However, as the red line on Figure 11 illustrates, Russell 3000 corporate balance sheet conditions still appear reasonably healthy, with an aggregate net debt to EBITDA of just under 2.5x.   Although this ratio has been increasing in the last few years, it is nowhere near as large as the c3.7x level which was present before the 2008 financial crisis. This perceived strength is caused by a few large tech giants hoarding cash and the strong economy boosting earnings. If the economy turns, corporate balance sheets could start to look unhealthy again, as earnings fall.

Figure 11 – Corporate Debt levels

(Source: BitMEX Research, Corporate Data, Bloomberg)
(Note: The figures consist of aggregate data for all the Russell 3000 companies.)

There is a considerable volume of corporate bonds set to mature in the coming years. This could exacerbate the impact of any liquidity crisis or stress in the fixed income sector. As our analysis shows (Figure 12), US$ 880 billion of corporate debt in the US will mature in 2019.

Figure 12 – Corporate Bond Maturity Wall – US$ billion

(Source: BitMEX Research, Bloomberg)
(Note: Figures are based on a database of around 6,400 US corporate bonds with an aggregate amount outstanding of US$5.7 trillion.)

Perhaps the most alarming indicator is the quality of the corporate debt. Figure 13 shows the credit rating distribution of the outstanding investment grade corporate debt over time.  At the end of 2018, almost 50% of the bonds had been rated at the lowest possible rating for investment grade securities, a far higher proportion than any time in the past 30 years. Figure 14 indicates that the situation from 2021 will get even worse, when the overwhelming majority of corporate debt maturing will be at the lowest investment grade rating.

Figure 13 – S&P Credit Rating Distribution of US Corporate Bonds Over History

(Source: Bloomberg, HSBC USD IG index constituents, including financial and non financial companies)

Figure 14 – S&P Credit Rating Distribution of US Corporate Bonds Outstanding By Maturity

(Source: BitMEX Research, Bloomberg)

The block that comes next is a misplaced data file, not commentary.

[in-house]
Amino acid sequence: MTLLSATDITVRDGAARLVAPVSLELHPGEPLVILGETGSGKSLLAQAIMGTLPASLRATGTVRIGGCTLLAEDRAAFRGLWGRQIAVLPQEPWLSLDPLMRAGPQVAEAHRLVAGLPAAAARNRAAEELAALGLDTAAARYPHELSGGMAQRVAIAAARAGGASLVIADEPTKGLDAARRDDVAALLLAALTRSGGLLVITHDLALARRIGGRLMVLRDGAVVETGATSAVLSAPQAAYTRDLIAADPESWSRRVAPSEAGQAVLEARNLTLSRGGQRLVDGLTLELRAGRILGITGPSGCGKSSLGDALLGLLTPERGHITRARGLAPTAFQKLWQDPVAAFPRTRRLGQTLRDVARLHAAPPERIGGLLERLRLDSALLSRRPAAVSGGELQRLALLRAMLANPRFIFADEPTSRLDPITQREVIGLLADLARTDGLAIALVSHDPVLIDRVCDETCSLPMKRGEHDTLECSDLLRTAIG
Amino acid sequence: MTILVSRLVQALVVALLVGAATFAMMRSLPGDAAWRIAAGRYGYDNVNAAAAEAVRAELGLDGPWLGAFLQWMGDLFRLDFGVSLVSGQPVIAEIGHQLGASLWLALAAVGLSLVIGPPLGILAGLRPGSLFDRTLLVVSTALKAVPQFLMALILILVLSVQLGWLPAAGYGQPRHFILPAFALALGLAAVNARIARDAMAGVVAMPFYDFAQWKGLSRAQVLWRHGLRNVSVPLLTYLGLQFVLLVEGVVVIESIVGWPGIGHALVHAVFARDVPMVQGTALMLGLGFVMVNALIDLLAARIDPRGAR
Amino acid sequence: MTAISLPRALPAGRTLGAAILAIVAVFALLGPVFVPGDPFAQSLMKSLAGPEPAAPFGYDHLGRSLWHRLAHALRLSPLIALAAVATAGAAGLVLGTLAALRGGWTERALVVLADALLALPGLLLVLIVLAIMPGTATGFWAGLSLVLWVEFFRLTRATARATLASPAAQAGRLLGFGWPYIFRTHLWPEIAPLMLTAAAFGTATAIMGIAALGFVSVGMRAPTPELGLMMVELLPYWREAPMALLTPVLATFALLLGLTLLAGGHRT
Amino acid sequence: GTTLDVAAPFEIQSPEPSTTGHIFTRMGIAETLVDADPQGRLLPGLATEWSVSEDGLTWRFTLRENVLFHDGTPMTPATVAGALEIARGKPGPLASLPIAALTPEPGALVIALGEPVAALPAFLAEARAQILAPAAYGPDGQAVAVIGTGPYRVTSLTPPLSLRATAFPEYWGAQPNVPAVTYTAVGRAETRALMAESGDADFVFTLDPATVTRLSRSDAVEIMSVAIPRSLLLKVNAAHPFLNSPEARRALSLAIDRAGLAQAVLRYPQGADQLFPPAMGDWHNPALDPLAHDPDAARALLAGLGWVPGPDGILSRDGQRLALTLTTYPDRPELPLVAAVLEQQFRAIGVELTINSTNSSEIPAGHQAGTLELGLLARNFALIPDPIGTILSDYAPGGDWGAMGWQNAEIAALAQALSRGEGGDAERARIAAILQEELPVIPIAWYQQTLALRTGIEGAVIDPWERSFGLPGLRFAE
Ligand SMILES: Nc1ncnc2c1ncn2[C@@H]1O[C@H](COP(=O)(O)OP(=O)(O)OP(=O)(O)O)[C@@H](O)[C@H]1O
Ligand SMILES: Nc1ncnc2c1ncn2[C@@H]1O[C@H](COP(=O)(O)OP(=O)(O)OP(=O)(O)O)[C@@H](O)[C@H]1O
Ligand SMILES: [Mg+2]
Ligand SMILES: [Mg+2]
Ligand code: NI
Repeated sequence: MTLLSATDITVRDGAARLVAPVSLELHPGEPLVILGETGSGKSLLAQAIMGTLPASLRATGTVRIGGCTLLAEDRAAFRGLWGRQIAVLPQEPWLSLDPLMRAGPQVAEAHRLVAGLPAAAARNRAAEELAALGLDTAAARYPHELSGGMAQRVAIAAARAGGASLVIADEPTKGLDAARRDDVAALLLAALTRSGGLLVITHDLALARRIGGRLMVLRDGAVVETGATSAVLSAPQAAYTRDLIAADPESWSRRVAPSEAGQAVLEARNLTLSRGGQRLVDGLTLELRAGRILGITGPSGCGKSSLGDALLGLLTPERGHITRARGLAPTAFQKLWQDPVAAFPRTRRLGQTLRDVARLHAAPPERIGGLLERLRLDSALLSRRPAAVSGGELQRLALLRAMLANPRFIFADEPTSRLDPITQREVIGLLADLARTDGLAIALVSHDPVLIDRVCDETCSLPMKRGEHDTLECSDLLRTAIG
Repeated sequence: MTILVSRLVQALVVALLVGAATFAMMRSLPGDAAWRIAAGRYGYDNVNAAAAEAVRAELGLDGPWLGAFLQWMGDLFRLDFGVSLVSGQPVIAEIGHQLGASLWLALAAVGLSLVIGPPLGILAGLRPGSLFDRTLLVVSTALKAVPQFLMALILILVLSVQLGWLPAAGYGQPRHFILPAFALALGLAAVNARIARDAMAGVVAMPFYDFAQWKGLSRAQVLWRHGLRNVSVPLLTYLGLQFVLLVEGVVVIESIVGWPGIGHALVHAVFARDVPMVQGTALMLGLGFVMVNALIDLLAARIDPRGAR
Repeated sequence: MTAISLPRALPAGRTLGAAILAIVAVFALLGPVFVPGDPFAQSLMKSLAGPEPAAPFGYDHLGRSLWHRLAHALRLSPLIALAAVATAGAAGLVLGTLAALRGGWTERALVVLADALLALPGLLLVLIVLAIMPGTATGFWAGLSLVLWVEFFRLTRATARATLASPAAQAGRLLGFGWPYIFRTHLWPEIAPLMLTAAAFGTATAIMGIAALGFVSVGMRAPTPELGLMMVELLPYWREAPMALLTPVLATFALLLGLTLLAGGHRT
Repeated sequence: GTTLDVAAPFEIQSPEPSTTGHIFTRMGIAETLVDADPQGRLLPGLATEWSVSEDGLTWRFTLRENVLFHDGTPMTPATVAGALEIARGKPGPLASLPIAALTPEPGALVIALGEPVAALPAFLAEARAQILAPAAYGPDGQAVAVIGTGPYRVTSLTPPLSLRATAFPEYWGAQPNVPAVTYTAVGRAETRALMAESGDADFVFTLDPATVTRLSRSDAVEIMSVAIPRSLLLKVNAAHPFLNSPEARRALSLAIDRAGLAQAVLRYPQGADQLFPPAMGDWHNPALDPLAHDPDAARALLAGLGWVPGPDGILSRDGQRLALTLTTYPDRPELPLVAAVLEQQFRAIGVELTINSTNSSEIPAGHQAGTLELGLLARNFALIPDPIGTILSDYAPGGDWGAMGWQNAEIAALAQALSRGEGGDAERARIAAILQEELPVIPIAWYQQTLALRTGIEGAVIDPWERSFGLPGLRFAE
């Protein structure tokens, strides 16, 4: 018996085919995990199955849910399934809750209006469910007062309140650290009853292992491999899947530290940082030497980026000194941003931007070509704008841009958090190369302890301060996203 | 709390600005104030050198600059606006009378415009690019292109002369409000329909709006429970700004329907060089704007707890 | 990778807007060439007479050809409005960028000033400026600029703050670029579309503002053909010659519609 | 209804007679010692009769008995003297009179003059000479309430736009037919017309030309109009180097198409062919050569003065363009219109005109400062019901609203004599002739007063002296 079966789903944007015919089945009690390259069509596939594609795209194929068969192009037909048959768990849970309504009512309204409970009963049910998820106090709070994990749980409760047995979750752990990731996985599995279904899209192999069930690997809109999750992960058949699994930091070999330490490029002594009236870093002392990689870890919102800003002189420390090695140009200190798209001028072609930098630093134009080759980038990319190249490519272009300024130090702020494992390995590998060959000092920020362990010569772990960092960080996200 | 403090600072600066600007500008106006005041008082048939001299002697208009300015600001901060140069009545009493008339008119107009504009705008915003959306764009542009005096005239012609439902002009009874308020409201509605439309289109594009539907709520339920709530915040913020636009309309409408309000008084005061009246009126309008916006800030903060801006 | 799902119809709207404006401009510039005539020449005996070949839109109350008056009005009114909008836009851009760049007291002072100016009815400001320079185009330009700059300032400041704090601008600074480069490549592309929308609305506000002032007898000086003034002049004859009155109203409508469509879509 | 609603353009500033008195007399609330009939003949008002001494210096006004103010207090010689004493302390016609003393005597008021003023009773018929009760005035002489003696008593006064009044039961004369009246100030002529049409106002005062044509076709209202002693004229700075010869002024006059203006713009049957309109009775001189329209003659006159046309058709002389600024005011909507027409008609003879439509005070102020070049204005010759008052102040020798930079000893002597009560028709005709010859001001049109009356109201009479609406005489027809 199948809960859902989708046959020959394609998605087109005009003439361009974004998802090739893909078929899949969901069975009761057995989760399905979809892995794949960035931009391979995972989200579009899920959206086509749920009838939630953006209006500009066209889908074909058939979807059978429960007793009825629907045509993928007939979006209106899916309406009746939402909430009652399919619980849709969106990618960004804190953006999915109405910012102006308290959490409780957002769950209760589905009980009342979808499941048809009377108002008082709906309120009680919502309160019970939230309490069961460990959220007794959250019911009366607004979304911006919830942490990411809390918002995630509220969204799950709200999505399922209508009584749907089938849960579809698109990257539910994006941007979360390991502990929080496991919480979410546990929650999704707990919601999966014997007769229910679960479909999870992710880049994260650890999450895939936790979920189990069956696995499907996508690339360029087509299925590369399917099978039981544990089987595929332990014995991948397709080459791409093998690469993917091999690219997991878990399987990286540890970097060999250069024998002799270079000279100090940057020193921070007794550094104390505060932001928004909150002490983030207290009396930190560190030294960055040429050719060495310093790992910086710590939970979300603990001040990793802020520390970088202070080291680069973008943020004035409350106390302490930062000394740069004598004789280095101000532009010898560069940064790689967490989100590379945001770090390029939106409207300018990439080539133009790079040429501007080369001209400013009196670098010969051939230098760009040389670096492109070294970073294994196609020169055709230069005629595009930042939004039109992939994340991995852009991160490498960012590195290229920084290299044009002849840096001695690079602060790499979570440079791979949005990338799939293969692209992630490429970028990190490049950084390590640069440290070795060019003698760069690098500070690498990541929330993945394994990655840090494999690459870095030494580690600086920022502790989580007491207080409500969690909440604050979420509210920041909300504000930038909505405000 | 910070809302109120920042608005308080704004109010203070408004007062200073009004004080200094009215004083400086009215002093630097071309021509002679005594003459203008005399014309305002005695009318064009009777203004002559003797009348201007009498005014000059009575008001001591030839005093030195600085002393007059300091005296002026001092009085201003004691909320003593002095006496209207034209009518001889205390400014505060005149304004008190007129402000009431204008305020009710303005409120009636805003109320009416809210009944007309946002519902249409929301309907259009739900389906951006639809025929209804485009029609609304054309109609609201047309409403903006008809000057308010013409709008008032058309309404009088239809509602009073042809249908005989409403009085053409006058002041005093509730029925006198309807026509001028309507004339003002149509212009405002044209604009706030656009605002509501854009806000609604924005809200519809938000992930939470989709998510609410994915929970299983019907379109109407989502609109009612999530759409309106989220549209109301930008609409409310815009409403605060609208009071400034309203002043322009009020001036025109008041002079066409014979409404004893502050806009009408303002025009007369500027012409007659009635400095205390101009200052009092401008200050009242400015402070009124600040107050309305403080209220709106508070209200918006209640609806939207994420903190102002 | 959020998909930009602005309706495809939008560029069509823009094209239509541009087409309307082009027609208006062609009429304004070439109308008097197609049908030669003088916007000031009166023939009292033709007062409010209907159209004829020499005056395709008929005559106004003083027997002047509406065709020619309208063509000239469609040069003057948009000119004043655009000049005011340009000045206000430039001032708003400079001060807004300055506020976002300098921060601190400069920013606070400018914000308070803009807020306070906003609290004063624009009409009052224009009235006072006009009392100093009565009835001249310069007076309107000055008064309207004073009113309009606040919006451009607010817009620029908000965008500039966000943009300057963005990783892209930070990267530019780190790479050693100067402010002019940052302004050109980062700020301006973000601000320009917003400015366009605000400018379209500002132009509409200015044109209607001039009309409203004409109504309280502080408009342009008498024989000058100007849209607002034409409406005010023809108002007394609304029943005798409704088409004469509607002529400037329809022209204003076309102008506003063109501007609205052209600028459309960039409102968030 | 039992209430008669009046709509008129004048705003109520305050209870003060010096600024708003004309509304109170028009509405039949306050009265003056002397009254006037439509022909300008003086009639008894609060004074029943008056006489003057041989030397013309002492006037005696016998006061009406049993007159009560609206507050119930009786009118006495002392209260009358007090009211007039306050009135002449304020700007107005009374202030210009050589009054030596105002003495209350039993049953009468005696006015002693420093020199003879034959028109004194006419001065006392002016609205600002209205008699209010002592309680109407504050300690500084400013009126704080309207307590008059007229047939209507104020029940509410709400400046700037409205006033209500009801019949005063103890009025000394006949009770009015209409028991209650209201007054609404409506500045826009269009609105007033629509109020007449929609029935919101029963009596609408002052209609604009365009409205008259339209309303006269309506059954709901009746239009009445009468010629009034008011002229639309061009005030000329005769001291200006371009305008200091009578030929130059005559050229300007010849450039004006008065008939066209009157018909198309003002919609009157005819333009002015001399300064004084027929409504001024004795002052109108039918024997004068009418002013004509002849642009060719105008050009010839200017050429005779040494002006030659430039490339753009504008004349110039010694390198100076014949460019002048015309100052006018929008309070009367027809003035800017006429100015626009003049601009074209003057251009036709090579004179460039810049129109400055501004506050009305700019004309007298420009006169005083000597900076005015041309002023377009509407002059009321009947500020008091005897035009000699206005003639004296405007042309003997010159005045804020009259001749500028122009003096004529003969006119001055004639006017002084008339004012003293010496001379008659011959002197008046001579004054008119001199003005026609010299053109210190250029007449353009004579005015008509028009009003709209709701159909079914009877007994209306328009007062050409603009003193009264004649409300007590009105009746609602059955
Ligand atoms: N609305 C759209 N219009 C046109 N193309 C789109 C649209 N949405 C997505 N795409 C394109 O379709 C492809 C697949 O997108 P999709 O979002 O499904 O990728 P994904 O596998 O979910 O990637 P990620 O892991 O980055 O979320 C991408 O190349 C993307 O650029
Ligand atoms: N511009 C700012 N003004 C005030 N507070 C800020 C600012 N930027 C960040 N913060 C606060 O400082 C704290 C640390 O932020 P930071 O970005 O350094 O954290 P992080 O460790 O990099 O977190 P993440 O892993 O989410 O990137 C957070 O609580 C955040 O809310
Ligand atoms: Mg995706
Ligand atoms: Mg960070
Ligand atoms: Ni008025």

(Note: Figures are based on a database of around 6,400 US corporate bonds with an aggregate amount outstanding of US$5.7 trillion.)

Evaluating the credit quality of some of the less conventional debt vehicles mentioned above, is more challenging. However, a recent report from Moody’s indicated that there has been a significant deterioration in the level of protection for investors in the leveraged loans market, as Figure 15 below illustrates.

Figure 15 – Moody’s Assessment Of The Covenant Quality For Leveraged Loans (US & Canada)

(Source: Moody’s, Bloomberg)
(Note: 5.0 is the weakest score, 1.0 is the strongest.)

Figure 16 – Average Total Debt To EBITDA Multiple Of Private Equity Deals

(Source: S&P, FT)

Low Volatility Environment

In our view, the unconventional monetary policies in advanced economies have squeezed investment returns and volatility, all while reducing borrowing costs; this has created an incentive for asset managers to use more leverage and take on more risk. At the same time the same policies have encouraged corporates to take on more debt. It is the fixed income sector, more than any other, which has been impacted by this low volatility. “Risk Parity” type investment strategies have become increasingly popular, where funds manage risk by constructing portfolios according to the risk (volatility) of each asset class and then using leverage to increase returns. The leverage mitigates the impact of lower returns from the higher weighting to the lower risk assets. This typically involves a larger weighting to fixed income, rather than equities, while incorporating more leverage to offset the low returns of these supposedly lower risk assets.

In February 2018, there was a sharp increase in volatility as the VIX skyrocketed and investment strategies focused on shorting the VIX, such as the Velocity Shares Daily Inverse VIX ETN, plummeted in value to almost zero. This was discussed in the March 2018 edition of the BitMEX Crypto Trader Digest. The victims of this were a small number of opportunistic investors looking for easy returns and the impact of the “volocaust” was limited on the rest of the financial system. However, in a way, the February 2018 event was a microcosm for what is happening more generally in fixed income markets. This time the more mainstream investors, are taking advantage of artificially low volatility and cheap borrowing costs. At some point the market will correct, and the impact of this will be far greater than in February 2018, when a multi-trillion dollar asset class unwinds, rather than one only worth several hundred million dollars.